The available prognostic tools had limited ability to predict clinically significant upgrading in patients with biopsy GS ≤6 and, thus, the authors concluded that these tools are not ready for clinical application. Cancer 2011;. © 2011 American Cancer Society.

The biopsy Gleason sum (GS) is 1 of the most important determinants for accurately assessing risks and making informed choices regarding treatment options in patients with prostate cancer. However, it has been well documented that the biopsy GS is prone to error, because it is based on the examination of a small portion of the prostate.1, 2 Consequently, it is not surprising that the GS obtained after an examination of the “entire gland” often is higher than the GS determined at biopsy.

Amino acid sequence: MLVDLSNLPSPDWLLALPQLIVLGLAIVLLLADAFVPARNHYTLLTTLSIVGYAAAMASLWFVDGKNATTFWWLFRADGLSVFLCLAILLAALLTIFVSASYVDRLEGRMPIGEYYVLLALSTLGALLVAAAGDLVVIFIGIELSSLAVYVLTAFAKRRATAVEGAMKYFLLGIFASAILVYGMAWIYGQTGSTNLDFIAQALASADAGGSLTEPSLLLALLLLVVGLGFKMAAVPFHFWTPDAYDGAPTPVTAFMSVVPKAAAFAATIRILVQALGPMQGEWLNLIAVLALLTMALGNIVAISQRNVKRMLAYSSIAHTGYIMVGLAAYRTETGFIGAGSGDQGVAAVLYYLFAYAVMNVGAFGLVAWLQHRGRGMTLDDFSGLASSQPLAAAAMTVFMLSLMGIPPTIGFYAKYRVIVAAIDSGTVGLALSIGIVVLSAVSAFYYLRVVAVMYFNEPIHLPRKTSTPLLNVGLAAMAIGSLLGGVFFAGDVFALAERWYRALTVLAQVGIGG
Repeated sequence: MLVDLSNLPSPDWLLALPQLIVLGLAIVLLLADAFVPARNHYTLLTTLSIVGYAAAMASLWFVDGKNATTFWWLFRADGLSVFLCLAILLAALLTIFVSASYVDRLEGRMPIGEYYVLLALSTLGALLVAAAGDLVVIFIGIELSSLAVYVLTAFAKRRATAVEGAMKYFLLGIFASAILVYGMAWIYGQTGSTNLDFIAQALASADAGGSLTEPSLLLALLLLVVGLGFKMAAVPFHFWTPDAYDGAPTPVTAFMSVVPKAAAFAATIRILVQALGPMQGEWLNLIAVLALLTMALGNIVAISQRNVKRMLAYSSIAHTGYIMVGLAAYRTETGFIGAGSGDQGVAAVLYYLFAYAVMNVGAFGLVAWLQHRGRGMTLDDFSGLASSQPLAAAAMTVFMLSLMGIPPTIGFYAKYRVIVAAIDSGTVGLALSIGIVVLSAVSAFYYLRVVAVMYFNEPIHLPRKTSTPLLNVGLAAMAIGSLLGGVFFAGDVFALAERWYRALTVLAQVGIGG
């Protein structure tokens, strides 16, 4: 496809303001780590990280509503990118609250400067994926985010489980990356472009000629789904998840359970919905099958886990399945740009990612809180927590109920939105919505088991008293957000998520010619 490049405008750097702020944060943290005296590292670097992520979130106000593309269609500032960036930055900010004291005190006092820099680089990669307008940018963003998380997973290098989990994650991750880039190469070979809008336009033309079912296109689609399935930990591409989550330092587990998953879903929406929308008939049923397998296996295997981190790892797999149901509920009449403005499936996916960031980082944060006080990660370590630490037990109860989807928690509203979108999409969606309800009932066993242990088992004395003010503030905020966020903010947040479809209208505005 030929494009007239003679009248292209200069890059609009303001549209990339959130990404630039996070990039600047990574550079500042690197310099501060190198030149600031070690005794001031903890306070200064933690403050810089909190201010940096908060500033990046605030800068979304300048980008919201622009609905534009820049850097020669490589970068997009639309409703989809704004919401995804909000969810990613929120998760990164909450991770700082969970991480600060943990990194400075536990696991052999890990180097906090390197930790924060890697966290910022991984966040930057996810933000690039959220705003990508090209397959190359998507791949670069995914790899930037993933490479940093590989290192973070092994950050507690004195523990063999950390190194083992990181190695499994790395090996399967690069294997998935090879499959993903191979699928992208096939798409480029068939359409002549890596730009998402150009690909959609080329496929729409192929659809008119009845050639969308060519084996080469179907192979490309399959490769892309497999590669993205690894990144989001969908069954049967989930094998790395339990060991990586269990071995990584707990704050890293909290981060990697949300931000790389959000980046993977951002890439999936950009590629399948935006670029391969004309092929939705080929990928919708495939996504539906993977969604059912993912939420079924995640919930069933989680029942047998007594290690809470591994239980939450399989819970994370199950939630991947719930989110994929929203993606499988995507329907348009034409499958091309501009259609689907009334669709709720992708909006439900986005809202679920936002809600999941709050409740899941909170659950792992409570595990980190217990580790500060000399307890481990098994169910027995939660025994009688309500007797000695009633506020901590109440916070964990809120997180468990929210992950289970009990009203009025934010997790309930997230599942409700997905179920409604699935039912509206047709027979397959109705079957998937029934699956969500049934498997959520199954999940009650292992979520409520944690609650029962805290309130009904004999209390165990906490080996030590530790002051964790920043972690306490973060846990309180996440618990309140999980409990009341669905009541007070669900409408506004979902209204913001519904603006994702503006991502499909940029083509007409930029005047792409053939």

The possibility of GS under grading at biopsy is particularly important for patients with GS ≤6 low-risk disease who are eligible for less aggressive treatments, such as active surveillance and brachytherapy. Failure of the biopsy to detect high-grade (Gleason grade 4/5) cancer leads to an underestimation of the risks and may negatively affect treatment outcome.3, 4 Several factors have been associated with an increased risk of missing high-grade cancer at biopsy, including prostate size, preoperative prostate-specific antigen (PSA) level, the number of biopsy cores taken, and the prostate cancer volume at biopsy.5-7 These variables can be combined into a multivariable statistical model presented in the form of a nomogram. A nomogram allows for the derivation of an individualized estimate of the risk of GS under grading from the biopsy. Over the last few years, several nomograms predicting biopsy GS upgrades have been described8-11; however, to our knowledge, they have not been validated in external samples.